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Carbon load in aquatic ecosystems affects the diversity and biomass of water biofilm consortia and the persistence of the pathogen Campylobacter jejuni within them

Author:
Buswell, C.M., Herlihy, Y.M., Keevil, C.W., Marsh, P.D., Leach, S.A.
Source:
Journal of applied microbiology 1998 v.85 no.S1 pp. 161S-167S
ISSN:
1364-5072
Subject:
Campylobacter jejuni, aquatic ecosystems, biofilm, biogeography, biomass, carbon, light microscopy, microorganisms, models, pathogen survival, pollution load, population distribution, serine, species diversity, surface water, temperature
Abstract:
The influence of carbon load on autochthonous water microflora population distribution and diversity, and on the persistence of Campylobacter jejuni, was examined with a two‐stage aquatic biofilm model. Serine was chosen since it is a carbon source utilised by C. jejuni and concentrations were chosen to reflect upper limits of amino acid load reported in surface water. The total viable count of the autochthonous biofilm microflora increased with increasing serine concentration (10‐fold and 20‐fold with 5nM and 5μM serine, respectively), as did the counts of the microflora in the planktonic phase. Differences in biofilm species distribution as determined by culture were small with changes in temperature or the addition of serine; but was markedly affected by serine as determined by light microscopy, becoming more luxuriant and dominated by long filamentous cells. The addition of serine to the water significantly and progressively reduced the persistence of C. jejuni, which decreased by 25% and 50% with serine concentrations of 5 nM and 5 μM respectively. We have demonstrated that carbon load affects the species diversity and density of both the planktonic and biofilm phase of aquatic autochthonous microflora. Although the survival of C. jejuni in water in a culturable form was sufficient for this to be an important vehicle for its transmission, carbon load significantly influenced survival; an increase in serine concentration significantly reduced survival.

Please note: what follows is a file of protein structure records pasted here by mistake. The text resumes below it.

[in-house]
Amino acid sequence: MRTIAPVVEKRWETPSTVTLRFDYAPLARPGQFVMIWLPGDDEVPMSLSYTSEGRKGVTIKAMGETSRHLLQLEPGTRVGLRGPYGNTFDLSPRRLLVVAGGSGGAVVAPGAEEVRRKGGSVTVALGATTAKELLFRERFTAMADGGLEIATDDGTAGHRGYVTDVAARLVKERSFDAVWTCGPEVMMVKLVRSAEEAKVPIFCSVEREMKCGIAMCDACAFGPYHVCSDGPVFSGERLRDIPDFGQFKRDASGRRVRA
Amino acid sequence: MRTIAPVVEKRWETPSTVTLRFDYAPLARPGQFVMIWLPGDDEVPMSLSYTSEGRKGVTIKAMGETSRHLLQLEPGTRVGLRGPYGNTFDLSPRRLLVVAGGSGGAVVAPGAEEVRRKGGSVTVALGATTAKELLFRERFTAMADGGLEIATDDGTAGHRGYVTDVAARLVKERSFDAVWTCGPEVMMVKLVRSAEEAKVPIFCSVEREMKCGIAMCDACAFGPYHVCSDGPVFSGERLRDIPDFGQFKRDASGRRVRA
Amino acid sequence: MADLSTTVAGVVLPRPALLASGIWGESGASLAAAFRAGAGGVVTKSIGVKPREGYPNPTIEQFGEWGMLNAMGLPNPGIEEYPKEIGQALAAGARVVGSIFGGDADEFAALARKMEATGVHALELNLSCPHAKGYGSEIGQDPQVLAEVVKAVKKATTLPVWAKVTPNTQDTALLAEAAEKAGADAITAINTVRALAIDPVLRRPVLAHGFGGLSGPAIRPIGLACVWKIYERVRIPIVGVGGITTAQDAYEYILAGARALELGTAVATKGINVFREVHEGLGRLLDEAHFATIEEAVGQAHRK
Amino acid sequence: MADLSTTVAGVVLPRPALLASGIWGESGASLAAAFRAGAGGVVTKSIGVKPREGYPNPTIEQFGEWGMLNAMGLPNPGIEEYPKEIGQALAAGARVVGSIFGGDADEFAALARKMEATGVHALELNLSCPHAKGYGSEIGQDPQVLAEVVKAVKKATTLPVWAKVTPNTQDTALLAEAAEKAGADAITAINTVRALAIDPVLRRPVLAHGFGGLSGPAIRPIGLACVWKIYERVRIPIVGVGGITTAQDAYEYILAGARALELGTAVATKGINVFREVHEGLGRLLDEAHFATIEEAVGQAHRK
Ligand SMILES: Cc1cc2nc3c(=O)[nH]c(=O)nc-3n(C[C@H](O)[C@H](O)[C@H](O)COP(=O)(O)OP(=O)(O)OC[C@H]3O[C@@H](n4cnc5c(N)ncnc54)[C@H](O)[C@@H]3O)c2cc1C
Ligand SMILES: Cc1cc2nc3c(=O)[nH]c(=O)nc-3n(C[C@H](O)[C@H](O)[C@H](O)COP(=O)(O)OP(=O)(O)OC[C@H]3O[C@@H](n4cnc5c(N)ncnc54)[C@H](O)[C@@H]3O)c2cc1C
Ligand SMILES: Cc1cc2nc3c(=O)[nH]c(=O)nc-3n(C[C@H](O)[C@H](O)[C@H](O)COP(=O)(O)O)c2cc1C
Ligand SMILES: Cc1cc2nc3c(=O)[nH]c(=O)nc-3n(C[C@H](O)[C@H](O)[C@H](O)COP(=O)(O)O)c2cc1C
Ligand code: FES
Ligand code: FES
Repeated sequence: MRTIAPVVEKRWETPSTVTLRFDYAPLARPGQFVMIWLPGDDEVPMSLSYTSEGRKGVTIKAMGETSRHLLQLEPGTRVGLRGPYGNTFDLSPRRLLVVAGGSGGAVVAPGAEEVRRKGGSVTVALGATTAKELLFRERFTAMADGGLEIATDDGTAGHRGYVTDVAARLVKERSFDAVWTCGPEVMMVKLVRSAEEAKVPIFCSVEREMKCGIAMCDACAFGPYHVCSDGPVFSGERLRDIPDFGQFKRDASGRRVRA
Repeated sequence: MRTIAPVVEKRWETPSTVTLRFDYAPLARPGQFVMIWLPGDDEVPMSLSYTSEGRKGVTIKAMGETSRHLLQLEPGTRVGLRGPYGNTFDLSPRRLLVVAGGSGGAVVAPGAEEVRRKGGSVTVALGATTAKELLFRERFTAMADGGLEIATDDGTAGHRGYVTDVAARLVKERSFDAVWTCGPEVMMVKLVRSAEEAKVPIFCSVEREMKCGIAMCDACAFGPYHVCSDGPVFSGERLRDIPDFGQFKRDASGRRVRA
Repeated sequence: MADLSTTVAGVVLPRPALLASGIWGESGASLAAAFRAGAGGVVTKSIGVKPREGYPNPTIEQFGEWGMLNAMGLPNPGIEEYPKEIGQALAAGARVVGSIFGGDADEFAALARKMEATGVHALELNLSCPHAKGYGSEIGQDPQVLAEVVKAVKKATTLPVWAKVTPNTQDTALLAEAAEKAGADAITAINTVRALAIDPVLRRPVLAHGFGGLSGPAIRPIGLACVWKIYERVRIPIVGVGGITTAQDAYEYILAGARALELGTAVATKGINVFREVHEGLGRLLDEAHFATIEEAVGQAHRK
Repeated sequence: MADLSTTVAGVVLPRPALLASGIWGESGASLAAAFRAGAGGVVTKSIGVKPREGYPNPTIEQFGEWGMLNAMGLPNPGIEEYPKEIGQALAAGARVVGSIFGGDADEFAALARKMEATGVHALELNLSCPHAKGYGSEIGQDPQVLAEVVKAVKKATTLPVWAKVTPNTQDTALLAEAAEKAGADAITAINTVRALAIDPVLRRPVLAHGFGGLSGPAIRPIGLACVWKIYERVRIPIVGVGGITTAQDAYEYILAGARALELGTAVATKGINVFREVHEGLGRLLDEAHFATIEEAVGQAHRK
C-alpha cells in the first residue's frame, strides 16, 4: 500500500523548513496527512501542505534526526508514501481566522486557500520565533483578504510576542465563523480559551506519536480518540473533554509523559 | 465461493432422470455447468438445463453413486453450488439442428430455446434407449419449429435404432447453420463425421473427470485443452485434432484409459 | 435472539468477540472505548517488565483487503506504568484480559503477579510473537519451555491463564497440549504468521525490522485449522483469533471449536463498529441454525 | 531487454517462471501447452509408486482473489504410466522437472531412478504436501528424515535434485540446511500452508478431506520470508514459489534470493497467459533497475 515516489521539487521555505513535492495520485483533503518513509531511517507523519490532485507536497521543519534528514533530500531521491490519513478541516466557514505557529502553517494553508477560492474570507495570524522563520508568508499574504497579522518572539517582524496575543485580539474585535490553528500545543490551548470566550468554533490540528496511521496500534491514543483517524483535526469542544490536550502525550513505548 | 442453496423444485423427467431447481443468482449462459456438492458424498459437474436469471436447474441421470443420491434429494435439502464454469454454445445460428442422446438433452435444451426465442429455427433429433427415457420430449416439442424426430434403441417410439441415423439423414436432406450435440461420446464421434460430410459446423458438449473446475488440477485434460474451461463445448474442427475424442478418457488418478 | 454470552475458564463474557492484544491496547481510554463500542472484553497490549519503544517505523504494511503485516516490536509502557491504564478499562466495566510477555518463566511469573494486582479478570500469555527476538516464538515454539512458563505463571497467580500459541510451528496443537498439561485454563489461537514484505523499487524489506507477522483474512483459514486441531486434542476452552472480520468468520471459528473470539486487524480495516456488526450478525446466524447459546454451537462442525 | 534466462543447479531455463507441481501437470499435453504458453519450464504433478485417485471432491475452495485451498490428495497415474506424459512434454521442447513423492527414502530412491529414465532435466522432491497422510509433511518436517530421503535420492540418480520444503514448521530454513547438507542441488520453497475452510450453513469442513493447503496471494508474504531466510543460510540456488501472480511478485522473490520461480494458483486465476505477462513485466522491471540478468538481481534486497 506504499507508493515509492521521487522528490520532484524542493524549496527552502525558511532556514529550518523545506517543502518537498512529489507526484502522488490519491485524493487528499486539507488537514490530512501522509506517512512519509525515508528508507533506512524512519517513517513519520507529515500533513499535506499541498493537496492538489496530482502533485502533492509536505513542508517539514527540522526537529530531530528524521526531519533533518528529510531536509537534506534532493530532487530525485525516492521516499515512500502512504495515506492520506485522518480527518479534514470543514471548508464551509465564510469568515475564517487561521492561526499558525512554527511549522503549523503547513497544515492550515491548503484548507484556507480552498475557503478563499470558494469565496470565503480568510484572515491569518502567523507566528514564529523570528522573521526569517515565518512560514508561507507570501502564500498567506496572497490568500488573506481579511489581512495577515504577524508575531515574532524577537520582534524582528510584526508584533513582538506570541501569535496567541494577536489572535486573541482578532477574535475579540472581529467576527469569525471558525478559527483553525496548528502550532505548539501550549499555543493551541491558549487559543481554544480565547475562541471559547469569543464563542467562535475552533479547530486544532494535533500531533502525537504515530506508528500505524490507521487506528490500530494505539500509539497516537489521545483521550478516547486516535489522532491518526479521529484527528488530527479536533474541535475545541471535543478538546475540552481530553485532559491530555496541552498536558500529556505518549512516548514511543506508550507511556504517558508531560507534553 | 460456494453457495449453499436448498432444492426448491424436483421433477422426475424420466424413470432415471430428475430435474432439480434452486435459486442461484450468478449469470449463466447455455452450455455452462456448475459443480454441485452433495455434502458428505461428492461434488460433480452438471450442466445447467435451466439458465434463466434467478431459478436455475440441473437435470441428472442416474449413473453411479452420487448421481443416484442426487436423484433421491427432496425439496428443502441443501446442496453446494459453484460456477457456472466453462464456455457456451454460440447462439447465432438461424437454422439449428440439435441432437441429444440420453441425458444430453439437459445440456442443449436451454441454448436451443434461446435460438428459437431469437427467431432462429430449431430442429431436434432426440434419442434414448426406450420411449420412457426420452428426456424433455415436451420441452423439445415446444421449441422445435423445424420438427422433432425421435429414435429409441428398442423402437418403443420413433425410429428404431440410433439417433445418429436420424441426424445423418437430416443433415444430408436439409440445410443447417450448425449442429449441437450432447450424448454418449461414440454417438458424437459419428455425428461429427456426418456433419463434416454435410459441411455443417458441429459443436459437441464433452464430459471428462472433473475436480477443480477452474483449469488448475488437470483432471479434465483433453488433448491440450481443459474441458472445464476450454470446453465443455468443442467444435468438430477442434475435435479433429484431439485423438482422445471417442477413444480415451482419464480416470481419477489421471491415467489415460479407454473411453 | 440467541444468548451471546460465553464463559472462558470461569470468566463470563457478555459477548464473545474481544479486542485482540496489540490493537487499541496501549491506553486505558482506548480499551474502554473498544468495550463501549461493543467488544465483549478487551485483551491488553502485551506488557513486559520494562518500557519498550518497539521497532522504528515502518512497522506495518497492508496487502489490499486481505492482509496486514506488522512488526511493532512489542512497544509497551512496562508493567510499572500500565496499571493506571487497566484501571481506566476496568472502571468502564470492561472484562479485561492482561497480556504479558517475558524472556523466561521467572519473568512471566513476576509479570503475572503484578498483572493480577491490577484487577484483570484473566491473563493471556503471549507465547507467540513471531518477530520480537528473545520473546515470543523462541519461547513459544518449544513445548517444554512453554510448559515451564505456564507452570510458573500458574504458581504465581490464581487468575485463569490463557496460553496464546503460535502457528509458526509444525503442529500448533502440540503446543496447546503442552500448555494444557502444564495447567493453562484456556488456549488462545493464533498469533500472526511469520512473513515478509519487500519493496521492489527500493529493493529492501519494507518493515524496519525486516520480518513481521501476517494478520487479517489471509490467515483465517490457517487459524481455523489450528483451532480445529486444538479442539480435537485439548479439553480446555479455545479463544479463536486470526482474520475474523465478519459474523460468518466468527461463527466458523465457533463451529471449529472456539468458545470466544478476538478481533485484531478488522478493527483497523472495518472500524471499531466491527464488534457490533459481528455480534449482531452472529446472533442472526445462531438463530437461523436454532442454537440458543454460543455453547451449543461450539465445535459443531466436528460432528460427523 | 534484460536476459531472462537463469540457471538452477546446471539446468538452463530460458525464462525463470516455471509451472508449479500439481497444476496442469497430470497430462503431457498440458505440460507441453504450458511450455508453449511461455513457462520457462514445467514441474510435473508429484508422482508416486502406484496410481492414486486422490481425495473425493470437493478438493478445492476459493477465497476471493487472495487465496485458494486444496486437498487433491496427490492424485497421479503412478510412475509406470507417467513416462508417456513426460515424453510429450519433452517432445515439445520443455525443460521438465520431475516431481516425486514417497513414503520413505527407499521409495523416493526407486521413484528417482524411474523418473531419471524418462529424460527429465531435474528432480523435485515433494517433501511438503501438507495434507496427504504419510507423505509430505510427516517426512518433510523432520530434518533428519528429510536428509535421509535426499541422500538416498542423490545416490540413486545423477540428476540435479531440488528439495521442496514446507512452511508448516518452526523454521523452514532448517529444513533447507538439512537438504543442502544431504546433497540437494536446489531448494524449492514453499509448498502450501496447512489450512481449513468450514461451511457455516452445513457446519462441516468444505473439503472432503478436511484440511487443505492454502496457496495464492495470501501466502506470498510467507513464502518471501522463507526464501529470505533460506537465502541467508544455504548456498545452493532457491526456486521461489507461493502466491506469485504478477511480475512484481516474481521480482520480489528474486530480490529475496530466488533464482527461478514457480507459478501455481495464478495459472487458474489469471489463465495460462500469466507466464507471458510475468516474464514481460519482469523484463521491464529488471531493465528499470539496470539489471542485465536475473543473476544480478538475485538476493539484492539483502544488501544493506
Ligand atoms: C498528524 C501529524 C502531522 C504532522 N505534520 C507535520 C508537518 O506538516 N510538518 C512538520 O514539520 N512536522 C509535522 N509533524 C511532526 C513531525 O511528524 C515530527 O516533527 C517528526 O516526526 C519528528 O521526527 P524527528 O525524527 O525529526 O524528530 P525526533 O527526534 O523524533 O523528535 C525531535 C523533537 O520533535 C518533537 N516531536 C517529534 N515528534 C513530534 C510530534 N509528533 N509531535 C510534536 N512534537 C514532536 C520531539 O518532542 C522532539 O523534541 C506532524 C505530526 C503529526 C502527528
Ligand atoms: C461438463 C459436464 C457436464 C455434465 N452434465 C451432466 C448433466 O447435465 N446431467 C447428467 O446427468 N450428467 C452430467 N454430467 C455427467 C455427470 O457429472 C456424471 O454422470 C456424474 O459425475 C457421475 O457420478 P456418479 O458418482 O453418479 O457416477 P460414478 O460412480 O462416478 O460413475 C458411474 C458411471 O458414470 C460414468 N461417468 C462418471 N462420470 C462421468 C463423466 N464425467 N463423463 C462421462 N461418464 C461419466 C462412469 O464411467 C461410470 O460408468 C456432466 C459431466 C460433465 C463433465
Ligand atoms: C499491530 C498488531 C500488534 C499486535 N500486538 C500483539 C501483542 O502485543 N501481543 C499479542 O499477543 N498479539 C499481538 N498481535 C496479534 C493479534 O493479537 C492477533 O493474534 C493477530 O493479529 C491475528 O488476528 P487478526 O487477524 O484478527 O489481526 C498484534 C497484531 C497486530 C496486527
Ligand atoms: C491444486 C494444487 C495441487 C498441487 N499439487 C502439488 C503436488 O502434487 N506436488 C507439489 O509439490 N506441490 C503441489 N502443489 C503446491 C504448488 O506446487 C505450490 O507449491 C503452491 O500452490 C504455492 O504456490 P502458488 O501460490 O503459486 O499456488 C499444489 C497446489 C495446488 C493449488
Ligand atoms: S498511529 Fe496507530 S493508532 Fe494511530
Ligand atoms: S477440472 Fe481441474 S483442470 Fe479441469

Agid:
288077